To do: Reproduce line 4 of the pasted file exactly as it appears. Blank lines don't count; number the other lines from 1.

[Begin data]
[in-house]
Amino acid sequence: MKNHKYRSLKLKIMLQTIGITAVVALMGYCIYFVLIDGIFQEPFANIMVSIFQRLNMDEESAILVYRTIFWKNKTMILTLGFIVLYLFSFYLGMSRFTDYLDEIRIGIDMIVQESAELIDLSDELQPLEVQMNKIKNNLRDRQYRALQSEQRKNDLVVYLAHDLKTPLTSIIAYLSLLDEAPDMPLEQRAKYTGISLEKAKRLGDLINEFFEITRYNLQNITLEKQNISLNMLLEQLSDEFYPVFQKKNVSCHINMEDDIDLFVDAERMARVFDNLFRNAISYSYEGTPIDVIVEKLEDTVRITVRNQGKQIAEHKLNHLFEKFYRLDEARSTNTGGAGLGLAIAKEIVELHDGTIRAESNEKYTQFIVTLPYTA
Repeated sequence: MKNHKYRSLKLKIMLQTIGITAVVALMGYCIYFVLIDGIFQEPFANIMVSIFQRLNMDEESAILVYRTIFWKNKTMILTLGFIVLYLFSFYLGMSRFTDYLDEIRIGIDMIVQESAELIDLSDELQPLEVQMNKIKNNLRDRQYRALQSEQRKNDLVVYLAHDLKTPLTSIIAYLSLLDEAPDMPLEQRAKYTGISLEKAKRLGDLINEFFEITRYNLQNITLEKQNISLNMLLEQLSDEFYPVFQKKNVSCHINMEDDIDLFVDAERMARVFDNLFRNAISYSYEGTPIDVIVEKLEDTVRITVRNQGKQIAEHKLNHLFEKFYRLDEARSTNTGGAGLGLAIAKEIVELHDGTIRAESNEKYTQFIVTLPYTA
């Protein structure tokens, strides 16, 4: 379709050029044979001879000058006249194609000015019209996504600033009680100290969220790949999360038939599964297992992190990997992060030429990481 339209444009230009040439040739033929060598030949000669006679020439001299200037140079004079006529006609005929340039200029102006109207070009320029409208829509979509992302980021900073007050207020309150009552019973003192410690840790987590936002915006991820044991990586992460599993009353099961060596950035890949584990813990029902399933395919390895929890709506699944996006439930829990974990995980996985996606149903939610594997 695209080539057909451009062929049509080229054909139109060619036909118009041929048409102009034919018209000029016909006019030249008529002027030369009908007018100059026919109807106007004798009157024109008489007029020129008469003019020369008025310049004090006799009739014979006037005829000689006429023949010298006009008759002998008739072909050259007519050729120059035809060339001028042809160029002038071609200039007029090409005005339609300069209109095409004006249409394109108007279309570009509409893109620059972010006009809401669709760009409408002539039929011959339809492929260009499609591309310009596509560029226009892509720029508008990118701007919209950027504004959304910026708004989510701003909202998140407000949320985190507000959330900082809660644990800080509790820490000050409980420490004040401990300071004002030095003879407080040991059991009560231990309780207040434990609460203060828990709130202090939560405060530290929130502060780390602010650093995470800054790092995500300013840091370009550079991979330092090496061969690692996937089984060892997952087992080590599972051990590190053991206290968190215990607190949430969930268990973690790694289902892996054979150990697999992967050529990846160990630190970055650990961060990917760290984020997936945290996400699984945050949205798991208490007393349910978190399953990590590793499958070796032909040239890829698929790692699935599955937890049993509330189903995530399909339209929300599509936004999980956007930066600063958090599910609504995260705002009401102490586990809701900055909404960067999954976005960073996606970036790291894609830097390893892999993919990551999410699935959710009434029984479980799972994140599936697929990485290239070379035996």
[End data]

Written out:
């Protein structure tokens, strides 16, 4: 379709050029044979001879000058006249194609000015019209996504600033009680100290969220790949999360038939599964297992992190990997992060030429990481 339209444009230009040439040739033929060598030949000669006679020439001299200037140079004079006529006609005929340039200029102006109207070009320029409208829509979509992302980021900073007050207020309150009552019973003192410690840790987590936002915006991820044991990586992460599993009353099961060596950035890949584990813990029902399933395919390895929890709506699944996006439930829990974990995980996985996606149903939610594997 695209080539057909451009062929049509080229054909139109060619036909118009041929048409102009034919018209000029016909006019030249008529002027030369009908007018100059026919109807106007004798009157024109008489007029020129008469003019020369008025310049004090006799009739014979006037005829000689006429023949010298006009008759002998008739072909050259007519050729120059035809060339001028042809160029002038071609200039007029090409005005339609300069209109095409004006249409394109108007279309570009509409893109620059972010006009809401669709760009409408002539039929011959339809492929260009499609591309310009596509560029226009892509720029508008990118701007919209950027504004959304910026708004989510701003909202998140407000949320985190507000959330900082809660644990800080509790820490000050409980420490004040401990300071004002030095003879407080040991059991009560231990309780207040434990609460203060828990709130202090939560405060530290929130502060780390602010650093995470800054790092995500300013840091370009550079991979330092090496061969690692996937089984060892997952087992080590599972051990590190053991206290968190215990607190949430969930268990973690790694289902892996054979150990697999992967050529990846160990630190970055650990961060990917760290984020997936945290996400699984945050949205798991208490007393349910978190399953990590590793499958070796032909040239890829698929790692699935599955937890049993509330189903995530399909339209929300599509936004999980956007930066600063958090599910609504995260705002009401102490586990809701900055909404960067999954976005960073996606970036790291894609830097390893892999993919990551999410699935959710009434029984479980799972994140599936697929990485290239070379035996």